Far from the Least Worst Alternative

R.W. Johnson

  • Neville Chamberlain: A Biography by Robert Self
    Ashgate, 573 pp, £35.00, May 2006, ISBN 0 7546 5615 2

‘I am not a superstitious man and indeed I should not greatly care if I were never to be PM,’ Neville Chamberlain told his sisters, still in mourning for his brother, Austen, ‘but when I think of Father and Austen and reflect that less than three months of time and no individual stands between me and that office I wonder whether Fate has some dark secret in store to carry out her ironies to the end.’ Fate’s final irony is that Chamberlain is widely considered Britain’s worst 20th-century premier. It wasn’t all bad. By the time he had been forced out by Churchill in May 1940, as a result of the failed Norwegian campaign, his stock had sunk fairly low but, as Robert Self points out, he continued to serve in Churchill’s government to such good effect that the latter made no bones about saying that Chamberlain was ‘the best man’ he had, ‘head and shoulders over the average man in the administration’. Attlee also spoke admiringly of his work-rate, his administrative ability and his complete lack of rancour against the Labour ministers who had sealed his fate by refusing to serve in any government he led. He showed Churchill complete loyalty and played a pivotal role in stopping Halifax from suing for peace with the Axis.

What really did for Chamberlain was the ignominious retreat from France. As the embittered men of the British Expeditionary Force poured back into the country, in what Robert Boothby described as ‘a highly inflamed state of mind’, the government’s Home Intelligence unit noted a growing wave of ‘anti-Chamberlainism’, but no one could have failed to note the furious public outrage against the Men of Munich, the Guilty Men. Chamberlain’s mistake in his last few months – he died in November 1940 – was to believe this wave would soon pass. Instead, it only grew in strength, to encompass not only those who had not ‘stood up to Hitler’ but those who had presided over the mass unemployment of the 1930s, complacently claiming there was nothing to be done. By 1945, all of this had been conflated in the public mind to represent ‘the bad old days’, which had to be done away with at all costs. In that sense, Churchill was right to be dumbfounded by the electoral avalanche of 1945, for it was a vote against Chamberlainism, not against him. This wave hadn’t spent itself by the 1950s, and we still feel its ripples today.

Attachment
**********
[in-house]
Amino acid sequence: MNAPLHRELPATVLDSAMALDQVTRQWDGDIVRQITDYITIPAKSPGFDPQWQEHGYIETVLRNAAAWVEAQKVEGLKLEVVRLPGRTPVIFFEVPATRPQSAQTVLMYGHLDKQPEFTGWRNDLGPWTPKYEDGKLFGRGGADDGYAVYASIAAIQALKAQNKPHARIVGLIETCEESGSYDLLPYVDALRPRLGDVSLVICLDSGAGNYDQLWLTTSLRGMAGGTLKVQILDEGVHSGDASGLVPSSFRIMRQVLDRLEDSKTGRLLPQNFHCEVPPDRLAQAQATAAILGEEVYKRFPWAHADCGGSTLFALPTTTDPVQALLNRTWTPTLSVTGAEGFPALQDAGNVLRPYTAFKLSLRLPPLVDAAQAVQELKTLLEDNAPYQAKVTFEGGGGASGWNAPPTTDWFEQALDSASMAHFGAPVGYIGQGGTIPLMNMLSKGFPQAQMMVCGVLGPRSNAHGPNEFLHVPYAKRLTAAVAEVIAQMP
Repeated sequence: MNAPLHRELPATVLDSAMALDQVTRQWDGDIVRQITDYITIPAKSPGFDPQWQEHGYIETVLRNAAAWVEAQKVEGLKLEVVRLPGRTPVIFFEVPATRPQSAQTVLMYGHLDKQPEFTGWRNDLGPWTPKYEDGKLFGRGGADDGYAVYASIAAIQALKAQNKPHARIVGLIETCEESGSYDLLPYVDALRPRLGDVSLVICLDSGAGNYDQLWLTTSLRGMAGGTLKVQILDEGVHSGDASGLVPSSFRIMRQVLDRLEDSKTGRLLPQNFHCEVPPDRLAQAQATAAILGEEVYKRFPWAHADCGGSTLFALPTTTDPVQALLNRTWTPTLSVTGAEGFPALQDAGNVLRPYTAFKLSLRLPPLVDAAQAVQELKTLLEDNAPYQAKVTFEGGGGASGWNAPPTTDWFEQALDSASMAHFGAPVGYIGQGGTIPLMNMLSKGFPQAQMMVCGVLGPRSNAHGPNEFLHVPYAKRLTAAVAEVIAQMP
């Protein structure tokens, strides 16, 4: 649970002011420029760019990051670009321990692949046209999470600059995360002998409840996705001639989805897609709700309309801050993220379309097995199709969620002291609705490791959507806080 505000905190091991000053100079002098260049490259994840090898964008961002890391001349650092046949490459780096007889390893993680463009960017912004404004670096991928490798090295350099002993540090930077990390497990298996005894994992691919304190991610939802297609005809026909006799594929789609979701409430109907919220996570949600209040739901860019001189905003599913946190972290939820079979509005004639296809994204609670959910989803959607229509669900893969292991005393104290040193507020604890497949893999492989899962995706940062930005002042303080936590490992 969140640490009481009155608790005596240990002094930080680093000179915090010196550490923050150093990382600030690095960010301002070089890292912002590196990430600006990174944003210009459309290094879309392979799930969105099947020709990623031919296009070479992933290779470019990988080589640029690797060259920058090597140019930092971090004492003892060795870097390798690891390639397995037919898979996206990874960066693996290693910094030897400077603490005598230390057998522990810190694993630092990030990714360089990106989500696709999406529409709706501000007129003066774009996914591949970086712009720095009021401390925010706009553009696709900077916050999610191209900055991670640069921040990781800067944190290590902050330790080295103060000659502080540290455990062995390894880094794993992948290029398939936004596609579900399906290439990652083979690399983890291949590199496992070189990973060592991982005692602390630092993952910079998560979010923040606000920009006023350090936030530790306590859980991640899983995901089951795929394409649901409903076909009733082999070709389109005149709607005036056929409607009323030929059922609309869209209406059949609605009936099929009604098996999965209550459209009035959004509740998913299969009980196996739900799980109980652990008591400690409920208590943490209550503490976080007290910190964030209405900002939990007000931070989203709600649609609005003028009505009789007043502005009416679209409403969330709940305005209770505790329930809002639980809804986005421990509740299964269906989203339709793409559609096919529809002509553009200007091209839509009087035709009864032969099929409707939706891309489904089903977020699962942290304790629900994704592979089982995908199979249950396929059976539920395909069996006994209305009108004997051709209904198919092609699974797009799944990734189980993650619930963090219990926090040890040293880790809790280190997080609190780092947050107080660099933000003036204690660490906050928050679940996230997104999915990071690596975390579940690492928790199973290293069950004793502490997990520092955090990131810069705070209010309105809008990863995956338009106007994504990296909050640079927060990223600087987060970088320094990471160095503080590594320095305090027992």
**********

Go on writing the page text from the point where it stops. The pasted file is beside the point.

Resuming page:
Self, who has edited four volumes of Chamberlain’s diaries and letters, has set himself the doleful task of trying to resurrect his reputation. He has no difficulty in exciting sympathy for the young Neville, the second son of a true monstre sacré, the larger-than-life Joe, the great lord mayor of Birmingham, whose giant ego led him to split both the Liberals and the Unionists, leaving in his charismatic wake a generation of lesser lights committed to tariff reform as a way of binding the empire into the world’s dominant politico-economic bloc. It may have been the stuff of Rhodes’s dreams and Kipling’s poetry but it was a snare, wholly impractical for a country grown strong on free trade and dominions with their own interests to consult.

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